Broadly speaking, beer is divided into two groups: lagers and ales. Lagers tend to be light in color, dry, low in alcohol and easy to drink. Ales are higher in alcohol, and are usually more complex and full-bodied than lagers. Here’s a quick guide to craft beer styles:
Originally from Czechoslovakia, the pilsener style is extremely popular: clean, crisp, simple and pleasantly bitter.
Native to the Bavarian region of Germany, this light-colored beer is brewed with 50 percent wheat and 50 percent malt, and is generally regarded as a summer product.
An amber-colored beer first brewed in seventeenth-century London; versions range from low-alcohol and sweet to stronger and moderately bitter.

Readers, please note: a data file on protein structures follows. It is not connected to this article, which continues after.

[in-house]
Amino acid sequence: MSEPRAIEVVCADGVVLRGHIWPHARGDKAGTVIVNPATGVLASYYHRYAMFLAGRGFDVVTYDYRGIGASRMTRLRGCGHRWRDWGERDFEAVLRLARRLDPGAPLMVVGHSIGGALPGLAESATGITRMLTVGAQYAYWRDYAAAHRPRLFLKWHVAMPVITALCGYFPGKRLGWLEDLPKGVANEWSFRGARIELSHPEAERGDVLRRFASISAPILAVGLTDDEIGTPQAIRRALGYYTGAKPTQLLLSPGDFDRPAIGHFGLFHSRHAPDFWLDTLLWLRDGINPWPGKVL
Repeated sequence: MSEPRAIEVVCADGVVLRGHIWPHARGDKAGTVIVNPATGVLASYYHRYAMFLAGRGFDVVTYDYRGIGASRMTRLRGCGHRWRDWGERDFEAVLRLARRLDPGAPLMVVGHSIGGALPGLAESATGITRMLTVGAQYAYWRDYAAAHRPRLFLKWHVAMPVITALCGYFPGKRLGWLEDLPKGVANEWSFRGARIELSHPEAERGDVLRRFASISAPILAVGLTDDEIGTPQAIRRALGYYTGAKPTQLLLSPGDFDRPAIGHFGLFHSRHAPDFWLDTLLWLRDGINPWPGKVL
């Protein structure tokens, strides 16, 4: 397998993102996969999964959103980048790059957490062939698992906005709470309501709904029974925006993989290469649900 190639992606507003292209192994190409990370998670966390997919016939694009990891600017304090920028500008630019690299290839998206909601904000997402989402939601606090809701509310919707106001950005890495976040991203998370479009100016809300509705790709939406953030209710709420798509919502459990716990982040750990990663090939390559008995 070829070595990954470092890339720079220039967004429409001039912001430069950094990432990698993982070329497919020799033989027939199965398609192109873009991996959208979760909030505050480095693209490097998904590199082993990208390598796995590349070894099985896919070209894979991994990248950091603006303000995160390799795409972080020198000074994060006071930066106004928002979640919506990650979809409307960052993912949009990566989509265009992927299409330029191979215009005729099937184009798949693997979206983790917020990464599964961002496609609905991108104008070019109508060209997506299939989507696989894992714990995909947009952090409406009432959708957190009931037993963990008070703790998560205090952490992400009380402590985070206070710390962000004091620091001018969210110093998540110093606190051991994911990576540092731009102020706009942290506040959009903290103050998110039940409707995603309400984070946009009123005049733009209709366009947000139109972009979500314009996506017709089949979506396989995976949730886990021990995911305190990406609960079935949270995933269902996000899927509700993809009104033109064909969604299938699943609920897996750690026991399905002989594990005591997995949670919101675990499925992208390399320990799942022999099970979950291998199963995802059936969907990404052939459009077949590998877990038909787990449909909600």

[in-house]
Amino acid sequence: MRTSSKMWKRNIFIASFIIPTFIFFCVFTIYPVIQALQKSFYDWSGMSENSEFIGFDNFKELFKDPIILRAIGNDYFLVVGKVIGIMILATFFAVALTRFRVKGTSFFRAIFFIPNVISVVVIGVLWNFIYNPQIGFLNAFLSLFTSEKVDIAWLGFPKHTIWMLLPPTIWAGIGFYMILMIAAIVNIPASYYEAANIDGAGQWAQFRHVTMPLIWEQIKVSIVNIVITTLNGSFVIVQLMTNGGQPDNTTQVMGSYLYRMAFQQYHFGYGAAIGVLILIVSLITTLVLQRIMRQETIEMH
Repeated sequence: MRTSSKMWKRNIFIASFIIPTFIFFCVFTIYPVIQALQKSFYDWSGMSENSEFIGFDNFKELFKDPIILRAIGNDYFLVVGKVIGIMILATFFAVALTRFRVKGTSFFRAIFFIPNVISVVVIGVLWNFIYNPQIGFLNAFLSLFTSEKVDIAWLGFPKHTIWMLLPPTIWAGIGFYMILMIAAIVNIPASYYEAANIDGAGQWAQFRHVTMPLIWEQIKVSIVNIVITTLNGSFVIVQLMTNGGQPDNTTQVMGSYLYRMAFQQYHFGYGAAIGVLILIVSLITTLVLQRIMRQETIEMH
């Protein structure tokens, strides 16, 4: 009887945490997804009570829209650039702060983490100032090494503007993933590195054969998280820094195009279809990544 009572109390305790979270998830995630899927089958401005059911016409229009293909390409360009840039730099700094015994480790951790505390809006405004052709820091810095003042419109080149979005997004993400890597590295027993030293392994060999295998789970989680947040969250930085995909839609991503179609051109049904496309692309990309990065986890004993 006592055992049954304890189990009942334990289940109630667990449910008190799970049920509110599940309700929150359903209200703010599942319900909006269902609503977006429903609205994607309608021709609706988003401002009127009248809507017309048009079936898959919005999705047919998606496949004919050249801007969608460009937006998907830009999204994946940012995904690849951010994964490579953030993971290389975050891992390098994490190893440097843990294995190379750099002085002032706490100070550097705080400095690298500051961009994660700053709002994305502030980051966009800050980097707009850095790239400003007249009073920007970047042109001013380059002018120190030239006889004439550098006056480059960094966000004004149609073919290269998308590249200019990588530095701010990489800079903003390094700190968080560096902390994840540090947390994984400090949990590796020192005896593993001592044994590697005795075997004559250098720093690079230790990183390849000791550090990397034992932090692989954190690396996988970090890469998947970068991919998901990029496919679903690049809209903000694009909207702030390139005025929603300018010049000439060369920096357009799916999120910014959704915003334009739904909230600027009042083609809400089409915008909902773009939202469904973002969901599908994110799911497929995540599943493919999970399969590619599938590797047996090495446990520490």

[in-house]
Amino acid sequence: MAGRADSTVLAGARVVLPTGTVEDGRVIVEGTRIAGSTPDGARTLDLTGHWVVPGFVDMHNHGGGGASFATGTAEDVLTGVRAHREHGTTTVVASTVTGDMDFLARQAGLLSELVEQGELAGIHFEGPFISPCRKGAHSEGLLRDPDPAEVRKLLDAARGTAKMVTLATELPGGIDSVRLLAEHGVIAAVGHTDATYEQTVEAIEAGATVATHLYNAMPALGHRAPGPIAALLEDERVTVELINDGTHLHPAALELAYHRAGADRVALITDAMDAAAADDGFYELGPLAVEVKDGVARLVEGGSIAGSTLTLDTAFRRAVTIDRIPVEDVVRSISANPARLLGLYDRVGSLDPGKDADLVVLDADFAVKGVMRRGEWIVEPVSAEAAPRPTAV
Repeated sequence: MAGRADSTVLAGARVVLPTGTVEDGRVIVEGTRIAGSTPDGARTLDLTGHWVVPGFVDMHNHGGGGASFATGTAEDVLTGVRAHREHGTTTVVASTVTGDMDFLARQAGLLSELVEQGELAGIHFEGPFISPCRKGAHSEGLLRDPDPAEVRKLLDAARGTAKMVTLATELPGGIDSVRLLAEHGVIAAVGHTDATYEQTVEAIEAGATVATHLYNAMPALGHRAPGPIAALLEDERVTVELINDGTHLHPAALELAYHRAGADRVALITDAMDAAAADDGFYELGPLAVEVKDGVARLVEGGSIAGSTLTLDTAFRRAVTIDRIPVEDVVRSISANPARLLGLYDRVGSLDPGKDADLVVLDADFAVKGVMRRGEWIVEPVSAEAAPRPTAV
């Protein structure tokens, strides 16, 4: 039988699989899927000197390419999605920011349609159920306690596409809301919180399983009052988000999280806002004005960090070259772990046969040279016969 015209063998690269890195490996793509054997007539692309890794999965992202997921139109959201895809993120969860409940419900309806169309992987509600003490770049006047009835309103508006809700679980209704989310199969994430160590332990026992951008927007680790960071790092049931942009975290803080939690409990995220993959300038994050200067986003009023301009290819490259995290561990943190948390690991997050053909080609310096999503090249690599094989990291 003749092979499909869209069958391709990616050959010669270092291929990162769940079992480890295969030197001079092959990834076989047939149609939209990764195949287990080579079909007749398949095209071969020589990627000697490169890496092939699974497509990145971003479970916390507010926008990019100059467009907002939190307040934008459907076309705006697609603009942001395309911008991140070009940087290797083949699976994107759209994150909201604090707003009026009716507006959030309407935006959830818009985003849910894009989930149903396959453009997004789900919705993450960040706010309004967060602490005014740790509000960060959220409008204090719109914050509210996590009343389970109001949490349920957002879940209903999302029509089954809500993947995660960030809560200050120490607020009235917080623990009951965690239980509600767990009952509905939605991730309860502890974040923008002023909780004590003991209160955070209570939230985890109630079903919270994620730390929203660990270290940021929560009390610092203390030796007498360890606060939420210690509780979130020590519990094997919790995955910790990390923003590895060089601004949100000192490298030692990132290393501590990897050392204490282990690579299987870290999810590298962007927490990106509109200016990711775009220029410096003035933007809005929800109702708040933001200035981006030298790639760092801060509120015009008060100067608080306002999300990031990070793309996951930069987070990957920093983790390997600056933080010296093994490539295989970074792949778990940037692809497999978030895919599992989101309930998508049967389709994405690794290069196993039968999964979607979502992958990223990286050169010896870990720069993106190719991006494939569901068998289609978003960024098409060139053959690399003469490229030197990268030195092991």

Made from pale malt and gently roasted barley, the American versions tend to be spicy with a strong hop flavor.
IPA (India Pale Ale)
First brewed for British troops in nineteenth-century India, the IPA is a sub-category of pale ale. One of the most popular craft beer styles, it has a strong flavor of hops and a slightly bitter taste.
A strong German-style lager, bocks are deeply colored, rich in flavor with a hint of bitterness.
Very dark in color, porters are made with roasted malt or barley and have complex notes of chocolate, toffee and toasted grains.
Virtually black, stouts are high in alcohol and assertive in flavor, displaying notes of coffee, chocolate, molasses and licorice.